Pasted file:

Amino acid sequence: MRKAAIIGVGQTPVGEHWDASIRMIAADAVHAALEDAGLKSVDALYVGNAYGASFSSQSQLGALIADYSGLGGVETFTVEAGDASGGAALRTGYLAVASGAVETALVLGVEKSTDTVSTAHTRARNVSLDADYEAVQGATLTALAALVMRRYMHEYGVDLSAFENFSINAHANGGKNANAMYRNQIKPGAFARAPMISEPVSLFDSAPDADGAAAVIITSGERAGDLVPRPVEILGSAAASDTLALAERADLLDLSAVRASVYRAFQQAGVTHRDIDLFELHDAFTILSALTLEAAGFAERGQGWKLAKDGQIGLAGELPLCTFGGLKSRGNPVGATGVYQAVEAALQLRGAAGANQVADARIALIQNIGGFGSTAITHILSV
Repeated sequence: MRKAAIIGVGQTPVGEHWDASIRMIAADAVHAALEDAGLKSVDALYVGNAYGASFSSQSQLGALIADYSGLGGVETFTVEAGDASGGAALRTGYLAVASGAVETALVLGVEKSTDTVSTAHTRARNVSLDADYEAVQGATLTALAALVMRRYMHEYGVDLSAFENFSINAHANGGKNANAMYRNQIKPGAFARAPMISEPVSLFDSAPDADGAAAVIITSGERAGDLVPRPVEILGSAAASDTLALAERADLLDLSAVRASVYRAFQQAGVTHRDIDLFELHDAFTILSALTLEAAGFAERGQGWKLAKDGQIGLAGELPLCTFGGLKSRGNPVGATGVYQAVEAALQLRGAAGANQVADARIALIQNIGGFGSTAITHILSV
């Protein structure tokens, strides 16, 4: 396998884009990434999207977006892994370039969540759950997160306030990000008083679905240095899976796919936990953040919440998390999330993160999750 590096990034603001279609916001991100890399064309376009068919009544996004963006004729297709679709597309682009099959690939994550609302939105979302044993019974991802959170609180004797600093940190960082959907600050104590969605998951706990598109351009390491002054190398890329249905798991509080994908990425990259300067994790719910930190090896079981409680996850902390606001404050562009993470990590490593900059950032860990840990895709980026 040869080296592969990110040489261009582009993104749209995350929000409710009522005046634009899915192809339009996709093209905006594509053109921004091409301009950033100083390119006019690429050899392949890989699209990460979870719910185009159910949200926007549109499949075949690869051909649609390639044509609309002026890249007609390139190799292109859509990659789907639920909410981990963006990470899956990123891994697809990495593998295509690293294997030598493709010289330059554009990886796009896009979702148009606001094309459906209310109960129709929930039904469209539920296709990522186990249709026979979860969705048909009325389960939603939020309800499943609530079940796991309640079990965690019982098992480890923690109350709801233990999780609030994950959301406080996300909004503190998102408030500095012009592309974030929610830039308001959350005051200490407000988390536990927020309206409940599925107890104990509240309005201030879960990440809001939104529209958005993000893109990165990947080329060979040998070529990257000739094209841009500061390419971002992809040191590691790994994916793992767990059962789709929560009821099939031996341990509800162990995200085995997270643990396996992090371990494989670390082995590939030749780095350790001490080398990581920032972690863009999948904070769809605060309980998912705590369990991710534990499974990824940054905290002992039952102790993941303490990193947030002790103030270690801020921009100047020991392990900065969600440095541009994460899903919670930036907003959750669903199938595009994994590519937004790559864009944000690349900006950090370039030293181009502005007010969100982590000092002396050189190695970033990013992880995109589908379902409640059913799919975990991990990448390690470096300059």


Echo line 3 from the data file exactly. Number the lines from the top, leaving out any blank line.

């Protein structure tokens, strides 16, 4: 396998884009990434999207977006892994370039969540759950997160306030990000008083679905240095899976796919936990953040919440998390999330993160999750 590096990034603001279609916001991100890399064309376009068919009544996004963006004729297709679709597309682009099959690939994550609302939105979302044993019974991802959170609180004797600093940190960082959907600050104590969605998951706990598109351009390491002054190398890329249905798991509080994908990425990259300067994790719910930190090896079981409680996850902390606001404050562009993470990590490593900059950032860990840990895709980026 040869080296592969990110040489261009582009993104749209995350929000409710009522005046634009899915192809339009996709093209905006594509053109921004091409301009950033100083390119006019690429050899392949890989699209990460979870719910185009159910949200926007549109499949075949690869051909649609390639044509609309002026890249007609390139190799292109859509990659789907639920909410981990963006990470899956990123891994697809990495593998295509690293294997030598493709010289330059554009990886796009896009979702148009606001094309459906209310109960129709929930039904469209539920296709990522186990249709026979979860969705048909009325389960939603939020309800499943609530079940796991309640079990965690019982098992480890923690109350709801233990999780609030994950959301406080996300909004503190998102408030500095012009592309974030929610830039308001959350005051200490407000988390536990927020309206409940599925107890104990509240309005201030879960990440809001939104529209958005993000893109990165990947080329060979040998070529990257000739094209841009500061390419971002992809040191590691790994994916793992767990059962789709929560009821099939031996341990509800162990995200085995997270643990396996992090371990494989670390082995590939030749780095350790001490080398990581920032972690863009999948904070769809605060309980998912705590369990991710534990499974990824940054905290002992039952102790993941303490990193947030002790103030270690801020921009100047020991392990900065969600440095541009994460899903919670930036907003959750669903199938595009994994590519937004790559864009944000690349900006950090370039030293181009502005007010969100982590000092002396050189190695970033990013992880995109589908379902409640059913799919975990991990990448390690470096300059």